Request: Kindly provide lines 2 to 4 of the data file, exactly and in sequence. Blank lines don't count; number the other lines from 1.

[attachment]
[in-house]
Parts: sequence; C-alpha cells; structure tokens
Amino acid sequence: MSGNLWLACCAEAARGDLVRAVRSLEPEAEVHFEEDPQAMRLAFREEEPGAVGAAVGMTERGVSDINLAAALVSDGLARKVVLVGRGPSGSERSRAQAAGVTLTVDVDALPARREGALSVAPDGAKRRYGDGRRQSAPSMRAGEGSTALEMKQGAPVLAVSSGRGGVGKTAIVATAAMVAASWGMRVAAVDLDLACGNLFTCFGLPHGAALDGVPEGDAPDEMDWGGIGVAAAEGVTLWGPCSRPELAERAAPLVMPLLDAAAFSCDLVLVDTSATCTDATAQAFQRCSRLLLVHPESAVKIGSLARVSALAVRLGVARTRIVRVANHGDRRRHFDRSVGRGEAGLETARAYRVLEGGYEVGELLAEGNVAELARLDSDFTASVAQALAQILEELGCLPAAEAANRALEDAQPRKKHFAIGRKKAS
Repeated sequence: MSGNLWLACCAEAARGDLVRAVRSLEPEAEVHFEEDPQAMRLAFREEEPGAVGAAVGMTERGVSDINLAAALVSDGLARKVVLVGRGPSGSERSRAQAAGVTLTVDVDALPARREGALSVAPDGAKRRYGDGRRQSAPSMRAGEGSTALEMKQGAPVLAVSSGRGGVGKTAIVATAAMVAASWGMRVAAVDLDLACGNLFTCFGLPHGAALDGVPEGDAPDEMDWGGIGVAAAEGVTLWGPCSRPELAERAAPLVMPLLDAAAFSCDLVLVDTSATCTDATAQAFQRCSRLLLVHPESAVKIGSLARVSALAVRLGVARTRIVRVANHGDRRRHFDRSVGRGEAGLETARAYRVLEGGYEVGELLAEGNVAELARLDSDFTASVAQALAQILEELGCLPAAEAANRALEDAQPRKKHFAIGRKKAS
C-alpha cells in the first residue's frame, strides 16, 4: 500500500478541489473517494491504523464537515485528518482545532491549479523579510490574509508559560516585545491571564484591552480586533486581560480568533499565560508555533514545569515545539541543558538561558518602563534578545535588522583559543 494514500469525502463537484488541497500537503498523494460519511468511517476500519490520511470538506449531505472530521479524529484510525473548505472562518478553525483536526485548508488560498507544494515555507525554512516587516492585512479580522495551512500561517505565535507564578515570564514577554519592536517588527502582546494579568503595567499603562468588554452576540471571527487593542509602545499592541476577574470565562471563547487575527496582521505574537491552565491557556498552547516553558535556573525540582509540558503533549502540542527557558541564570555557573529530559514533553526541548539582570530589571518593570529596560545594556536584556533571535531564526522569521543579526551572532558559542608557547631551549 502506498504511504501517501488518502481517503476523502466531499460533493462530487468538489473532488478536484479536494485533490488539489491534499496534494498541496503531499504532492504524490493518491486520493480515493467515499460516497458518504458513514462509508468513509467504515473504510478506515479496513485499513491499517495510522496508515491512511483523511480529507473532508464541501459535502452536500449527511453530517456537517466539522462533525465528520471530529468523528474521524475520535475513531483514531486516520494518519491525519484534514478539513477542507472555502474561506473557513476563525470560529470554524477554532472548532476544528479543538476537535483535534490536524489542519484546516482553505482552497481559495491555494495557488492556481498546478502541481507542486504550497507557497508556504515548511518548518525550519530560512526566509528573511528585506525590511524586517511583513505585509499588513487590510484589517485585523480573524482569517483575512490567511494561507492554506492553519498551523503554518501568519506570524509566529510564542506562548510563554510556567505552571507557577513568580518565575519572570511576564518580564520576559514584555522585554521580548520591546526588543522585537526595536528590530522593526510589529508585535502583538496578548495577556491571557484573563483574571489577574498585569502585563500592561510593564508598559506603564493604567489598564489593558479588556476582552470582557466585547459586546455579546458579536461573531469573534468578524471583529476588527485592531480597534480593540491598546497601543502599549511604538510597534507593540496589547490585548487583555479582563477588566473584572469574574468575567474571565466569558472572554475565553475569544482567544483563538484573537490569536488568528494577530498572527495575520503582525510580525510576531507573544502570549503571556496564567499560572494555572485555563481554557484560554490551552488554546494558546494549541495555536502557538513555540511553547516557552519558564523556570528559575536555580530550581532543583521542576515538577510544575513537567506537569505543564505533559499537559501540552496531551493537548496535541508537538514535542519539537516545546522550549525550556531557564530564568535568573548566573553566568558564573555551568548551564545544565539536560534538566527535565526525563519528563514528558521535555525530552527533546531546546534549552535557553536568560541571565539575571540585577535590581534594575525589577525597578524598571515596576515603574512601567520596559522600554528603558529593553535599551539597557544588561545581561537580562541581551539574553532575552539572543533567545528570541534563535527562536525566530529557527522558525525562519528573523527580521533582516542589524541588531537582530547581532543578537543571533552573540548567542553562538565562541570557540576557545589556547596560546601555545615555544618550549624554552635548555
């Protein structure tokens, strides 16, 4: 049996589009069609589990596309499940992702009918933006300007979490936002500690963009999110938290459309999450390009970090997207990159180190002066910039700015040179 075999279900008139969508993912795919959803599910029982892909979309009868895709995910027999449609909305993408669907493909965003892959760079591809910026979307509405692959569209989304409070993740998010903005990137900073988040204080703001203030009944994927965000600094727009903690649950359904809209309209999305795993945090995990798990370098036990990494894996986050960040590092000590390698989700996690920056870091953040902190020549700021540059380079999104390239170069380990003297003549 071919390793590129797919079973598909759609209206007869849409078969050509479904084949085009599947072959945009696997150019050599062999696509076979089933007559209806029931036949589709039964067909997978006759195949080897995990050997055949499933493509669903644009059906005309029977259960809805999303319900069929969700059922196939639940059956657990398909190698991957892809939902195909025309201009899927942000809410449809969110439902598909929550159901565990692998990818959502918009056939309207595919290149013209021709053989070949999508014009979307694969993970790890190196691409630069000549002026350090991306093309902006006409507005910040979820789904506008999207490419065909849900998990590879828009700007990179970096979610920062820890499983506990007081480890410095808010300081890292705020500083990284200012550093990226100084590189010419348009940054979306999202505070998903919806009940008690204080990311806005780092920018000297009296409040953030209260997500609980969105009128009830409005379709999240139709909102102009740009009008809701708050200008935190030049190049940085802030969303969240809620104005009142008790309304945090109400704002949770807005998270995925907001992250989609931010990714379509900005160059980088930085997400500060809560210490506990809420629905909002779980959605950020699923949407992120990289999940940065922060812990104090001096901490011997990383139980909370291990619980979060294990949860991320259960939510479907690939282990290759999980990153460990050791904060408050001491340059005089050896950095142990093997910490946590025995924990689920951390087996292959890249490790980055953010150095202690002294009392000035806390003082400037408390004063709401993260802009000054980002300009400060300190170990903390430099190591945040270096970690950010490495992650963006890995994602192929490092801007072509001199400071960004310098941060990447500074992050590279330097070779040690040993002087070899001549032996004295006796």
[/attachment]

Parts: sequence; C-alpha cells; structure tokens
Amino acid sequence: MSGNLWLACCAEAARGDLVRAVRSLEPEAEVHFEEDPQAMRLAFREEEPGAVGAAVGMTERGVSDINLAAALVSDGLARKVVLVGRGPSGSERSRAQAAGVTLTVDVDALPARREGALSVAPDGAKRRYGDGRRQSAPSMRAGEGSTALEMKQGAPVLAVSSGRGGVGKTAIVATAAMVAASWGMRVAAVDLDLACGNLFTCFGLPHGAALDGVPEGDAPDEMDWGGIGVAAAEGVTLWGPCSRPELAERAAPLVMPLLDAAAFSCDLVLVDTSATCTDATAQAFQRCSRLLLVHPESAVKIGSLARVSALAVRLGVARTRIVRVANHGDRRRHFDRSVGRGEAGLETARAYRVLEGGYEVGELLAEGNVAELARLDSDFTASVAQALAQILEELGCLPAAEAANRALEDAQPRKKHFAIGRKKAS
Repeated sequence: MSGNLWLACCAEAARGDLVRAVRSLEPEAEVHFEEDPQAMRLAFREEEPGAVGAAVGMTERGVSDINLAAALVSDGLARKVVLVGRGPSGSERSRAQAAGVTLTVDVDALPARREGALSVAPDGAKRRYGDGRRQSAPSMRAGEGSTALEMKQGAPVLAVSSGRGGVGKTAIVATAAMVAASWGMRVAAVDLDLACGNLFTCFGLPHGAALDGVPEGDAPDEMDWGGIGVAAAEGVTLWGPCSRPELAERAAPLVMPLLDAAAFSCDLVLVDTSATCTDATAQAFQRCSRLLLVHPESAVKIGSLARVSALAVRLGVARTRIVRVANHGDRRRHFDRSVGRGEAGLETARAYRVLEGGYEVGELLAEGNVAELARLDSDFTASVAQALAQILEELGCLPAAEAANRALEDAQPRKKHFAIGRKKAS